The Horrors of the Unseen
There’s that scene in horror films. You know the one. The camera is focused on our hero and behind her, just out of focus is something–a killer, a ghost, an alien, a babadook–it doesn’t matter. All that matters is that we see it and she doesn’t. There’s a knock, a noise, a slip of a shadow, and she turns. To find nothing.
The jump scare is coming. It’s a flick of the eye away.
That moment, between what is seen and what is beyond human sight, is tense. It’s a primitive terror. Think back to your childhood, hearing a bump in a night or a creak at your door. The only solution is to hide under the covers, blocking whatever is lurking beyond from your view. You can’t control the thing, but you can control if you see it. Or at least, that’s what you hope.
The Dr. Who episode Blink captured this feeling brilliantly. The villain of the week is an alien race referred to as The Weeping Angels. They look like statues and only move when the object of their terror doesn’t blink. The horror comes when you look away, and when you realize the monster can only be stopped by facing it–and your fear–head on.
Even without blinking, it’s an impossible task. There’s a phenomenon known as saccadic masking, which occurs when we dart our eyes back and forth. The eye is moving quickly (the saccade), creating a motion blur. Rather than rely on what the eye is seeing as it moves, the brain overcompensates and masks it. We don’t perceive the gap because the brain superimposes another image. In that moment, as the brain replaces your sight with an image that’s not actually what you’re seeing–you’re effectively blind.
You’ll be in the middle of something, and flick your eyes up to an analogue clock on the wall to see what the time is. The second hand of the clock seems to hang in space, as if you’ve just caught the clock in a moment of laziness. After this pause, time seems to restart and the clock ticks on as normal.
BBC Future, How to Make Time Stand Still
Saccadic masking has been a scientific curiosity since its was first described in 1898. Even if the phenomena hasn’t been widely discussed, the idea what we can’t trust our own eyes, that there’s something just beyond our line of sight, is a staple of the horror genre. Some of the best horror films are the ones where the villain is never fully seen. Instead of puppets or CGI, the horror and scares remain mundane. Fear is grounded in noises and action, without the accompanying image the audience is forced to conjure their own nightmarish creature. The Conjuring film series, based on the investigations of Ed and Lorraine Warren, excel that these moments of dread. The horror of the hauntings come from doors being slammed shut, chairs rocking on their own, the sound of the clapping echoing back. The audience can’t see what causes these noises, which adds to the horror.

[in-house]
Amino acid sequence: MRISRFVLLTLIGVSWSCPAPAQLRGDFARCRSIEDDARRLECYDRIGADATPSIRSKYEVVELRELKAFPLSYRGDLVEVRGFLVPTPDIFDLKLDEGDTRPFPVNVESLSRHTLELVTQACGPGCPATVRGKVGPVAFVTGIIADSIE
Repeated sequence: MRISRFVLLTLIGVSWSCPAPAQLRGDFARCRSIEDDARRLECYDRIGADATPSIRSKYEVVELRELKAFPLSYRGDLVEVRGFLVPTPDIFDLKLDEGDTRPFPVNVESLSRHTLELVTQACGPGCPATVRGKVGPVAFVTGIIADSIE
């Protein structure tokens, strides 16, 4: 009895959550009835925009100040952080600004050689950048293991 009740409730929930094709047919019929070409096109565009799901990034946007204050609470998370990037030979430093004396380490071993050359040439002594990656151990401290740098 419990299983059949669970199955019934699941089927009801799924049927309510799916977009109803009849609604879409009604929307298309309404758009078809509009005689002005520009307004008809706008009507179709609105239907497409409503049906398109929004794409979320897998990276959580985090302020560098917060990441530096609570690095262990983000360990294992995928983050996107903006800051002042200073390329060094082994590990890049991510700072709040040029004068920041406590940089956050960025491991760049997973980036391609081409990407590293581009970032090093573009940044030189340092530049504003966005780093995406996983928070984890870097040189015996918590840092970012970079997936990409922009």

Film is a visual medium, making it easy to translate these moments of known/unknown, seen/unseen. Jump scares rarely work in novels. Instead, the author drags the reader to the horror, slowly coaxing them into the terror of the situation. Whether it’s an author with a broken leg and his obsessed fan, from Stephen King’s Misery, or a boy scout troop stuck on an island in Nick Cutter’s The Troop. The fear is lowkey and static, until it moves.
You can’t tell someone to be scared. You just have to shove the reader outside the firelight and hope that what you’ve hidden there in the shadows does the trick.
Chuck Wendig, 25 Things You Should Know About Writing Horror
Clapping and rocking chairs may work in films, but with horror novels, a reader may misread a tense moments as just a bit of wind. Joanna Briscoe’s article How to Write a Modern Ghost Story, describes how ambiance should take precedence over realism. Since jump scares don’t work in novels, instead the writer needs to harness the tense knowledge that there’s something beyond the seen.
The power of a ghost story lies in what is feared beneath the surface of the narrative, terrors glimpsed or imagined in the cracks, rather than what leaps out of the shadows.
Joanna Brisco, How to Write a Modern Ghost Story
Often horror can get lumped with torture porn. Stephen King vacillates between slow, wrenching terror to bloody entrails. It could be The Girl Who Loved Tom Gordon, a horror novel about a young girl lost in the woods who is positive that someone is watching her, or Pet Semetary. Gore and torture can be a trigger for a lot of readers. In fact, when the horror gets too visceral, I’m likely to turn off the TV or close the book. However that slow fear that there’s something behind you, is gripping. It doesn’t matter what nightmares haunt me later, I need to know what’s just beyond my line of sight. I want to know what you see and I want to know what sees me.
The reader also needs to see the horror, but there must always be something that’s just beyond. In writing, it can become subtextual. The horror can become a manifestation of something within the main character that they had never seen, or realized, before. Similar to horror movies, suspense can also be wrought from the idea that the reader knows more than the characters. The reader knows the sewer grate hides a demon clown, but the character doesn’t. It’s beyond their field of vision. They can’t see the coming horror, they just know that there something isn’t quite right.
Horror is a multilayered genre. It stretches between fantasy and science fiction easily. Horror has us guessing at what’s under our beds or locked in the basement. Artful suspense is the key to writing unsettling horror fiction. The best way to build this is by understanding what the reader sees, what the characters see, and how to exploit both. True horror lurks in your blindspots, waiting to jump.
If you want to write something chilling, start with what’s just out of your line of sight. Now close your eyes and tell us what you see.